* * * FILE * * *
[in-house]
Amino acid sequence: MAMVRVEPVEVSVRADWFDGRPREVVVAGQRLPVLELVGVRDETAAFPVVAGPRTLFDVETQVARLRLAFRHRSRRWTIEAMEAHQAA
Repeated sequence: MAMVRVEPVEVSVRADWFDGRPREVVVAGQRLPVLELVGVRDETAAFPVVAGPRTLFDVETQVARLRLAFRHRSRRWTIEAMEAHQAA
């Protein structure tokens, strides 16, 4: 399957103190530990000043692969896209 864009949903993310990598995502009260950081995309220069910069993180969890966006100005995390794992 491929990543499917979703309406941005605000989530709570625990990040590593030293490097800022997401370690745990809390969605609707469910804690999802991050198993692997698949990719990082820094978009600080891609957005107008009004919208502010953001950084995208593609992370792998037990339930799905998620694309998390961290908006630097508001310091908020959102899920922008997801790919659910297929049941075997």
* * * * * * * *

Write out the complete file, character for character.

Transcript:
[in-house]
Amino acid sequence: MAMVRVEPVEVSVRADWFDGRPREVVVAGQRLPVLELVGVRDETAAFPVVAGPRTLFDVETQVARLRLAFRHRSRRWTIEAMEAHQAA
Repeated sequence: MAMVRVEPVEVSVRADWFDGRPREVVVAGQRLPVLELVGVRDETAAFPVVAGPRTLFDVETQVARLRLAFRHRSRRWTIEAMEAHQAA
């Protein structure tokens, strides 16, 4: 399957103190530990000043692969896209 864009949903993310990598995502009260950081995309220069910069993180969890966006100005995390794992 491929990543499917979703309406941005605000989530709570625990990040590593030293490097800022997401370690745990809390969605609707469910804690999802991050198993692997698949990719990082820094978009600080891609957005107008009004919208502010953001950084995208593609992370792998037990339930799905998620694309998390961290908006630097508001310091908020959102899920922008997801790919659910297929049941075997």